The disease was NOT a natural reaction to society and perhaps you should find out a little more about mental illness before deciding that depression is due to politics or some nonsense.

        I agree all those people were geniuses and probably had mental illness. But I have not seen any statistics at all that say the incidence of mental illness is greater among geniuses than the greater population.

        I disagree that genius is some type of cosmic convergence of those traits and I think that genius is a human trait that anyone can access. I have seen glimmers of genius from many people you would never expect it from. Some people just apply it more often. Mosttly people who have all their basic needs satisfied and have time to write, read, study instead of trying to put food on the table.
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        Aug 28 2012: Sorry ran out of characters.

        I did not associate madness with genius, you did. Madness describes the behavior of rabid animals and when people act like rabid animals they are said to have madness, snarling, screaming, eating peoples faces in subways. (Recently happened here in the US). That is madness.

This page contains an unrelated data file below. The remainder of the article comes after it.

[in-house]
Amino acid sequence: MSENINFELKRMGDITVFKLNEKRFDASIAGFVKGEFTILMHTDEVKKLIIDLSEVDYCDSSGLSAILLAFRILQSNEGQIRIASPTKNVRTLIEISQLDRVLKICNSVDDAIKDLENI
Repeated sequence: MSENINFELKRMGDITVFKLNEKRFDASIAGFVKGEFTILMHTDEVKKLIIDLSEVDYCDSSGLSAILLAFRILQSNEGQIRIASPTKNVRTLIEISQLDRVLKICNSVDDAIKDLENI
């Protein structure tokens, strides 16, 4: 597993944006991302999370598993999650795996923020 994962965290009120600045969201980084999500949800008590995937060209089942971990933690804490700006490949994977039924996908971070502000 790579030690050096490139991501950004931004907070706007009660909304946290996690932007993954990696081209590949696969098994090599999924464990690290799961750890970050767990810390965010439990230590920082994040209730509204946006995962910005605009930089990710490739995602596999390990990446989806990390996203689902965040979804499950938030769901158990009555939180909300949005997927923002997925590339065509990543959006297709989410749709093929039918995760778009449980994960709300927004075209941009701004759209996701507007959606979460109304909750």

That whole unconscious processing stuff may come in to play in certain strokes of genius. They are called strokes of genius for a reason. I just do not think we know enough about how the brain works in some of those processes to have a good understanding. We can see how it manifests in people, but remember, even Freud's theories are now just a novelty to look at.